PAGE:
Learning Poisson Binomial Distributions

Constantinos Daskalakis, Ilias Diakonikolas, Rocco A. Servedio

Research output: Chapter in Book/Report/Conference proceedingConference contribution

Abstract / Description of output

We consider a basic problem in unsupervised learning: learning an unknown Poisson Binomial Distribution. A Poisson Binomial Distribution (PBD) over {0,1,...,n} is the distribution of a sum of n independent Bernoulli random variables which may have arbitrary, potentially non-equal, expectations. These distributions were first studied by S. Poisson in 1837 and are a natural n-parameter generalization of the familiar Binomial Distribution. Surprisingly, prior to our work this basic learning problem was poorly understood, and known results for it were far from optimal. We essentially settle the complexity of the learning problem for this basic class of distributions. As our main result we give a highly efficient algorithm which learns to ε-accuracy using O(1/ε3) samples independent of n. The running time of the algorithm is quasilinear in the size of its input data, i.e. ~O(log(n)/ε3) bit-operations (observe that each draw from the distribution is a log(n)-bit string). This is nearly optimal since any algorithm must use Ω(1/ε2) samples. We also give positive and negative results for some extensions of this learning problem.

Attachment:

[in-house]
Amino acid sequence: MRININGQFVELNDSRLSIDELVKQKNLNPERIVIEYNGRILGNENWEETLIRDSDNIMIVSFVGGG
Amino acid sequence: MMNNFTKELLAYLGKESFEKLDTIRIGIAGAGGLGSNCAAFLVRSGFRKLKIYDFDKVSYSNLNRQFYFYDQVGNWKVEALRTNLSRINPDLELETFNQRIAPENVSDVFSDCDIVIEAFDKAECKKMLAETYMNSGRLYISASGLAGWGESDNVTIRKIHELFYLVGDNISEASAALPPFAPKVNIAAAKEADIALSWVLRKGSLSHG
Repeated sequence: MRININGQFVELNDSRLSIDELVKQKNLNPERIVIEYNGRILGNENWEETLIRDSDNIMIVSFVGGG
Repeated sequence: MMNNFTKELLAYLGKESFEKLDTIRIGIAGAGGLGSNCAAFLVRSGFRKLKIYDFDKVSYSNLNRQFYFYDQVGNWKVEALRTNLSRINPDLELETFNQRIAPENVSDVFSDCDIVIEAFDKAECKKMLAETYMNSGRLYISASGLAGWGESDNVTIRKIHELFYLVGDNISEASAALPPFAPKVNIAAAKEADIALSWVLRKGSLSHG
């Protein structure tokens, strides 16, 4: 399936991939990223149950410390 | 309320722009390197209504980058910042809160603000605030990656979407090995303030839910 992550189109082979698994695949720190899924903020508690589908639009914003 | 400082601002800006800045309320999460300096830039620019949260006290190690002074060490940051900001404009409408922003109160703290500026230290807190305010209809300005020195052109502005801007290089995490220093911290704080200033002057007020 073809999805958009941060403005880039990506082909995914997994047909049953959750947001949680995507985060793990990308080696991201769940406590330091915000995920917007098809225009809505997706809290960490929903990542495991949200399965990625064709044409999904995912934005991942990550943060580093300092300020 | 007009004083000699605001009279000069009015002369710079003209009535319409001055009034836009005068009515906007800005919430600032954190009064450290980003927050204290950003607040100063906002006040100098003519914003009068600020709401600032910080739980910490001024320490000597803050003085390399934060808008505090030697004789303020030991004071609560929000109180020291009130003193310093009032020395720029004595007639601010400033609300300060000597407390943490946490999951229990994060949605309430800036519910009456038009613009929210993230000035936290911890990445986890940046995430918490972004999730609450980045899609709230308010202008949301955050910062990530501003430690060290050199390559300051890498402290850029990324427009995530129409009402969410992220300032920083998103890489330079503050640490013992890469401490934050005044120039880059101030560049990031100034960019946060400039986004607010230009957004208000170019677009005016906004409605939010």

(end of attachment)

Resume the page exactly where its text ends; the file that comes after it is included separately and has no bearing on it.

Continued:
Original languageEnglish
Title of host publicationProceedings of the Forty-fourth Annual ACM Symposium on Theory of Computing
Place of PublicationNew York, NY, USA
PublisherACM
Pages709-728
Number of pages20
ISBN (Print)978-1-4503-1245-5
DOIs
Publication statusPublished - 2012

Publication series

NameSTOC '12
PublisherACM

Keywords / Materials (for Non-textual outputs)

  • applied probability, computational learning theory, learning distributions

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